Venus Williams handed Dinara Safina a crushing defeat, while sister Serena bested Elena Dementieva in a close match at Wimbledon's women's semi-finals Thursday afternoon, setting up another all-Williams final for Saturday. It's the fourth time the sisters will meet for the title, and though the contenders may be familiar, a few new technological innovations are bringing the action to fans worldwide in ways not before seen.
Don't rain on my match point
Most notably, of course, is the All-England Club's new Centre Court retractable roof. The $131 million, 182,986 sq. meter accordion-style roof allows for play to continue in even the hardest midsummer downpours. But even for that kind of cash, rain delays aren't a thing of the past. The translucent top takes 10 minutes to deploy, and a sophisticated three-level air conditioning system (one for the roof, one for the stands, and one to circulate air at court level) needs 20-30 minutes to get conditions inside just right for play.
Some purists argue that the overhead addition takes away from the charm of the storied club, but Billie-Jean King, one of the game's most decorated players, citing numerous interrupted matches over the years in a piece for Newsweek, says that the new roof belongs right where it is.
Both my 1963 Wimbledon final (against Margaret Smith) and the 1973 final (where I played Chris Evert) were delayed by a full day due to weather. The 1963 final was delayed by two days, because back then we did not play on Sunday, so we did not take the court until Monday. Both matches required a very long wait, and I would have loved a roof on those occasions. I also remember a pivotal match against Martina Navratilova later in my career where we played in the rain. It was miserable; my glasses got rain on them and fogged up, and I lost the match 10-8 in the third set. Would a roof have helped? It definitely would have made things better.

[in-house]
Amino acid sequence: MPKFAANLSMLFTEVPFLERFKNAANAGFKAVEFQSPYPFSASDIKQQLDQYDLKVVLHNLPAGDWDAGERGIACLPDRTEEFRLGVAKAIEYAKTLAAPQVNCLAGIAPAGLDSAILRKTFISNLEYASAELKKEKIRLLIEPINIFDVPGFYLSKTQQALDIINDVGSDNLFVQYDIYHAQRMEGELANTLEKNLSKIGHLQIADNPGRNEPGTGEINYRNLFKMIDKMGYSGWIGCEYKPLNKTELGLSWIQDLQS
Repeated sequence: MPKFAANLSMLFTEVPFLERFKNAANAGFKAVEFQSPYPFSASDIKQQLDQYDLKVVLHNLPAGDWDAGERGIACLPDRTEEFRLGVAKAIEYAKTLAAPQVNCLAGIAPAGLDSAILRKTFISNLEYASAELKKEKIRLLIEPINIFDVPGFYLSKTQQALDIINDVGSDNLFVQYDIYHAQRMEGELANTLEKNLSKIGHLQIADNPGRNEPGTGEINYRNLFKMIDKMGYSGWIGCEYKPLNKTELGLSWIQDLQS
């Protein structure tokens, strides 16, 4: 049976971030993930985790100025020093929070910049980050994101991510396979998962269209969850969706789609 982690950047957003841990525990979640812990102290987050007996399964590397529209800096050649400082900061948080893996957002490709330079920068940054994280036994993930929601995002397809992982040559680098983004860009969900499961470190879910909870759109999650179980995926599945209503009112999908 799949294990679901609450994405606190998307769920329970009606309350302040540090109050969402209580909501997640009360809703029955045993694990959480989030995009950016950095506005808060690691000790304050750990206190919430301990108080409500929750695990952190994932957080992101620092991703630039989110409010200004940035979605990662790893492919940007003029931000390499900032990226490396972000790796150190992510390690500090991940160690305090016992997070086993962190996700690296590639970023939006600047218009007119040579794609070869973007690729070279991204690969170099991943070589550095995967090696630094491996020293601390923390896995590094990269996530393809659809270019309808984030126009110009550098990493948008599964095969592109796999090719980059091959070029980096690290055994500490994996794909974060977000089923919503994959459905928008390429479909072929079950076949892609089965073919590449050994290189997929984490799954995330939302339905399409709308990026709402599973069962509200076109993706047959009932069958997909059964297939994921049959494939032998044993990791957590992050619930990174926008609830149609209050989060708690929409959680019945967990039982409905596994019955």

The Evening Standard sees even more benefit to the roof and its lights – the potential they have for drawing larger TV audiences as matches can now be scheduled into the evening. Though the move could be lucrative, officials insist night matches at Wimbledon will remain the exception and not the rule.
IBM has launched an Android smart phone app that gives tournament attendees supplemental data for matches in real time. Load up the "Seer Android" app on a T-Mobile G1, point its camera at a match, and the app will show what court you're on and who's playing, relevant tweets, and even comments from players. "It's about visualizing data in a different way," IBM's Alan Flack told Reuters in an interview.
A technology called Hawk-Eye has been in use at major tournaments since 2006, using a triangulation system of 11 cameras to make line calls accurate to 3.6 millimeters, and making line judge errors a thing of the past. It's instant replay for tennis. Players have responded positively to its introduction, save for world No. 1 Roger Federer, who has said he doesn't see the point of it.
Some have challenged the technology behind the system, saying it lacks transparency. Its inventor, British computer scientist Paul Hawkins, has fiercely defended these claims, and says that giving up too much information about his system could give competitors an unfair advantage. Hawkins says the World Tennis Federation has tested the system exhaustively, and that it falls well within their accuracy guidelines.
Tweet your tennis?
Finally, this year marks the first time there's been "official" Wimbledon Twitter coverage.
@Centre_Court serves as a kind of live-microblog, sending play-by-play of the biggest matches to its 1,500+ followers. @Wimbledon has fed its nearly 20,000 followers updates ranging from tame – "Friday's order of play: Federer v Haas at 1pm followed by Murray v Roddick both on Centre Court" to, well, TMI: "Andy Murray is apparently eating 6000 calories a day during the Championships."
We're on Twitter, too. Keep up with the tech back-and-forth by following @CSMHorizonsBlog.